Fredrickson (1998), developed a theory called broaden-and-build theory which states that positive emotions elicit positive outcomes while negative emotions merely narrow an individual’s perspective on certain thoughts and actions. Thus, the positive emotions induced positive activities, help overcome present hardships and encourage growth and resiliency by providing new experiences to learn from. It is important to mention how it is through acknowledging one’s ego identity that one can act upon positive emotions. The broaden-and-build theory suggests that growth is a self-feeding act wherein one learns from past activities produced by the acknowledgement of ego identity to become more competent in future hardships and resiliency-testing difficulties. This in turn improves an individual’s adaptivity in situations. According to the Blocks theorizing, ego-resiliency is the ability to adapt one’s level of control temporarily up or down as circumstances dictate (Block, 2002; Block & Block, 1980).
Ego serves an aid to prove one’s worth due to the fact that the positive emotions it inflicts widens an individual’s thoughts an actions that in turn lay a better foundation into one having a stronger sense of self worth. Emmons (1999) mentions ten thematic categories of individual strivings, which include: achievement; affiliation; intimacy; power; personal growth; and health. Achievement, affiliation, and power are human strivings that are achieved when one harnesses ego in an appropriate manner. When an individual inflicts positivity among themselves, there is a psychological tendency for them to better believe in themselves, which in turn is manifested in their daily activities, productivity, and in their upbringing. Ego is an innate attribute among individuals that define our competitive characteristic as human beings which serve as an advantage in a more professional scale. Acknowledging how it works and affects an individual’s personality amplifies one’s understanding and belief in themselves.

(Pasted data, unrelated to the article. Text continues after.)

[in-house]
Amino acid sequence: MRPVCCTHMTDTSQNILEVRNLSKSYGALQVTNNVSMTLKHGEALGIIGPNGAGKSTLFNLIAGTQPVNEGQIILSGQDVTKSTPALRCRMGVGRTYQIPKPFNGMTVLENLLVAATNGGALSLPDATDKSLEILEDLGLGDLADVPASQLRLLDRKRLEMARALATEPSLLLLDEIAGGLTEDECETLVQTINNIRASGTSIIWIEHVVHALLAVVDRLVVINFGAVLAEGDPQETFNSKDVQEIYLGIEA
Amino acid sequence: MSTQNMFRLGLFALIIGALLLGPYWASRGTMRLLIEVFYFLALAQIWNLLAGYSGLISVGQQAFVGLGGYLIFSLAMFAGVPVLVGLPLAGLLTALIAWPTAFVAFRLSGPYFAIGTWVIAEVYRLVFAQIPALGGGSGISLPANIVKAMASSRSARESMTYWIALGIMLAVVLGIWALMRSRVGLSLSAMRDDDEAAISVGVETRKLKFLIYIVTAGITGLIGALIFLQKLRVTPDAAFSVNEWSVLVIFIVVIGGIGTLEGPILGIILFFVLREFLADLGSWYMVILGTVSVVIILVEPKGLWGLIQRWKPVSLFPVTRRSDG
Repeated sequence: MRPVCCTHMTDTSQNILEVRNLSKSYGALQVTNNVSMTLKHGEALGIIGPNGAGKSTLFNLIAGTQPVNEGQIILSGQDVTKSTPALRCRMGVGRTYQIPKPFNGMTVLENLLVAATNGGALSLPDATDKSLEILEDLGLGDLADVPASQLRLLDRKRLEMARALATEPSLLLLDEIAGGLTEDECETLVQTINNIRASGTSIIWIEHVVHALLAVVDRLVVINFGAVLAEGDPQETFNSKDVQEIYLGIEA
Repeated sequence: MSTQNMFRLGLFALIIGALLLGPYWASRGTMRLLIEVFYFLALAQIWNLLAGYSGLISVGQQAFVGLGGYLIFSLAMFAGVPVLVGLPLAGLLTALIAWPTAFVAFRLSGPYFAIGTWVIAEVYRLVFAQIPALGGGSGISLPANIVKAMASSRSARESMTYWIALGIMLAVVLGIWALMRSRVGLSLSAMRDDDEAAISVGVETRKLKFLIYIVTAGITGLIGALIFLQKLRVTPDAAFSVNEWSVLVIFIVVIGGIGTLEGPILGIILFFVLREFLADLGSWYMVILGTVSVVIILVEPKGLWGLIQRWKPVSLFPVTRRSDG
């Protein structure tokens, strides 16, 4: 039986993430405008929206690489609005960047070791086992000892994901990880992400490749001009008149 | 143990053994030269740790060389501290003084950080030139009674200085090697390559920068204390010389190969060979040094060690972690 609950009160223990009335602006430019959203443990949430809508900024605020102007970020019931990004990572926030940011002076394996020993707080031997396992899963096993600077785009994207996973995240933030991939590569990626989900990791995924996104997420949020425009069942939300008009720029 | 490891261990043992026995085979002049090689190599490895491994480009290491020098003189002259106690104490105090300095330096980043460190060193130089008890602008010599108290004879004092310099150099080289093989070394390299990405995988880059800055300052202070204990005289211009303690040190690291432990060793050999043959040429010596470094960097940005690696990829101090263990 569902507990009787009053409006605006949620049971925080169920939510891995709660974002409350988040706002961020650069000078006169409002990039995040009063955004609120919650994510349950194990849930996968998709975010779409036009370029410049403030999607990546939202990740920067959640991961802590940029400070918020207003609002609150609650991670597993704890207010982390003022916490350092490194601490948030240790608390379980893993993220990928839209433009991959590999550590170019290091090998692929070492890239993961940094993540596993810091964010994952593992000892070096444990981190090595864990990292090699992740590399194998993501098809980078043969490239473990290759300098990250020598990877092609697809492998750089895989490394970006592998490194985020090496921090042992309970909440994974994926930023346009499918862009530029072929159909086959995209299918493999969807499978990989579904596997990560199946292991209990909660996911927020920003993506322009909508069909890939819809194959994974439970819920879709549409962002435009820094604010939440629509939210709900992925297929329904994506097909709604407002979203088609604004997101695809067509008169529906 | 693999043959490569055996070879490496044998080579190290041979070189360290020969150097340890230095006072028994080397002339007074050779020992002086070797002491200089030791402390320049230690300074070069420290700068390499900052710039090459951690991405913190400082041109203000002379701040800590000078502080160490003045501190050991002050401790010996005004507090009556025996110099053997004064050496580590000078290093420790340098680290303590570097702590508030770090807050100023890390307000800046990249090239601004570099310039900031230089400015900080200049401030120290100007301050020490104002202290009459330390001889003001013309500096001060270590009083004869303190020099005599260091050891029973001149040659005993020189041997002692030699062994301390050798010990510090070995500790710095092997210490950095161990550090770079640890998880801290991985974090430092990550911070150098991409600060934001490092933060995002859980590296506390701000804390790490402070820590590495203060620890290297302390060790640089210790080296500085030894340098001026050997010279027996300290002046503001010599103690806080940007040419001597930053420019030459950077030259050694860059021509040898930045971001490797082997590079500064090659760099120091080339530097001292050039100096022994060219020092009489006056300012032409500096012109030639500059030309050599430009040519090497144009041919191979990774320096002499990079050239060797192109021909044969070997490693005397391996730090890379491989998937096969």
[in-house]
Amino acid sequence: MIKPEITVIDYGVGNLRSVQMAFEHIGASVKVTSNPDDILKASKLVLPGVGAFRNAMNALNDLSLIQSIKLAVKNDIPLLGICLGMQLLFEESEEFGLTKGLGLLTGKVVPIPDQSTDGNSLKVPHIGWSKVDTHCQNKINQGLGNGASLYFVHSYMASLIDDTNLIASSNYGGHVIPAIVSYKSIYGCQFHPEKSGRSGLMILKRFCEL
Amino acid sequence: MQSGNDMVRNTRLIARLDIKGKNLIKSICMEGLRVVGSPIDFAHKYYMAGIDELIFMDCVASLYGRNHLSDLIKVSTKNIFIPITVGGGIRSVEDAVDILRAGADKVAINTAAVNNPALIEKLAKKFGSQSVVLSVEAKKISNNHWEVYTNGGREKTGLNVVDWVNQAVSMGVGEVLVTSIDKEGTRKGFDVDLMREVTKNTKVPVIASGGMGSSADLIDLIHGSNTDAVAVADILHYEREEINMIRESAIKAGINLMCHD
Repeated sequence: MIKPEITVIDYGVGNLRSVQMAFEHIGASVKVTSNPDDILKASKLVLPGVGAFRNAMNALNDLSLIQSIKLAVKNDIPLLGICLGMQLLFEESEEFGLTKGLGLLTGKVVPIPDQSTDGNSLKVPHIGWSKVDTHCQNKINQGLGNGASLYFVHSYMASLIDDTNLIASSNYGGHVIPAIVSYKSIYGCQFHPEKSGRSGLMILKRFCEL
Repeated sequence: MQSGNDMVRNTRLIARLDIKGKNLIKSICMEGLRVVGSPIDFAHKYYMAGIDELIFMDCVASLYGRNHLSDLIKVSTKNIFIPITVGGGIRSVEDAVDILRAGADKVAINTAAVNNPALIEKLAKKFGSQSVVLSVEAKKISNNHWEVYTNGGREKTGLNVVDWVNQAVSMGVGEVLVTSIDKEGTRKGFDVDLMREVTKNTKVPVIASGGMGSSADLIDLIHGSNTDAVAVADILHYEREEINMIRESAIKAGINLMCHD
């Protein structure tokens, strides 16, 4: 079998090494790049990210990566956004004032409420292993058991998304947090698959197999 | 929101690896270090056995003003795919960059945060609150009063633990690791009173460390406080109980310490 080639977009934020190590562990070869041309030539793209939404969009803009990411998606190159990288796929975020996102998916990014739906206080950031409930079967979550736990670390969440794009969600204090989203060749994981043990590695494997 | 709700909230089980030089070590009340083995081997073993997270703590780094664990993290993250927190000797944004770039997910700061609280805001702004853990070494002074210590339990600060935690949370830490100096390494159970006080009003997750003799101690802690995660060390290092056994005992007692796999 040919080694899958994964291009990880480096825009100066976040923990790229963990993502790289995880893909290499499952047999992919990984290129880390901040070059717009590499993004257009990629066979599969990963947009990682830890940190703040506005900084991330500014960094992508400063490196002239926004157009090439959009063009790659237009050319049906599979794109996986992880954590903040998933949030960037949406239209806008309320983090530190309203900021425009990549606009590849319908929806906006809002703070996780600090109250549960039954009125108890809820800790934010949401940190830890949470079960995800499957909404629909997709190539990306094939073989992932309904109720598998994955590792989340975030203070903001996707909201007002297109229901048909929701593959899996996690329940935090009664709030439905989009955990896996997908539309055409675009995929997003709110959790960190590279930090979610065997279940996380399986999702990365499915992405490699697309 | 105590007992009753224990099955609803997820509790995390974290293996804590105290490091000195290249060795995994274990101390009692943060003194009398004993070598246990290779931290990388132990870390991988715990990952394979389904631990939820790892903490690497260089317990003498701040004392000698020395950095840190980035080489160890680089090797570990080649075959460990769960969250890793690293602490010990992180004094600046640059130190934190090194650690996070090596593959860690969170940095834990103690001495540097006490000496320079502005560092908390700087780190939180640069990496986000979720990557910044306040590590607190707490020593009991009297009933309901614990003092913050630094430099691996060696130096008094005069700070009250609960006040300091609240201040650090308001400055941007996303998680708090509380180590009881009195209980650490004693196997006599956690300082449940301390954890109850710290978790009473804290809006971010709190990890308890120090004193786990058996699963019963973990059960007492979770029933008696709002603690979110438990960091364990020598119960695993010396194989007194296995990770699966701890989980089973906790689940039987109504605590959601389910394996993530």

In 2014, researchers Lê Xuân and Hy Jane Loevinger provided the psychological underpinnings of ego’s role in emotional and cognitive maturation; they state that ego helps us move through four stages: (1) Self-centeredness and knowing what one thinks is important, (2) Group-centerdness and knowing how to fit in what the group thinks is important, (3) Independence, stating that the individual is the leader of their own destiny, and (4) Group affiliation, which states how an individual, amidst constant change, can become their ultimate version, all the while showing the character they want to portray for themselves that inspires others. Ego, according to Lê Xuân and Hy Jane Loevinger (2014), reveals ego as a process. The different stages all contribute to the human pursuit of self-actualization all by which assesses the different aspects of the individual’s personality. This provides the framework in which the personality is built. These stages especially highlight improving one’s confidence due to its essentiality in going through each stage. Each stage is a stage of self-assessment and in it, self-confidence is manifested by the individual having conviction in the act they are doing all the while relying on their ego. The role of ego in emotional and cognitive maturation, as stated in the processes, reveal the development of an individual’s self-esteem, allowing one to assess better their interpersonal and intrapersonal relations and ameliorate fragile and feeble self-regard.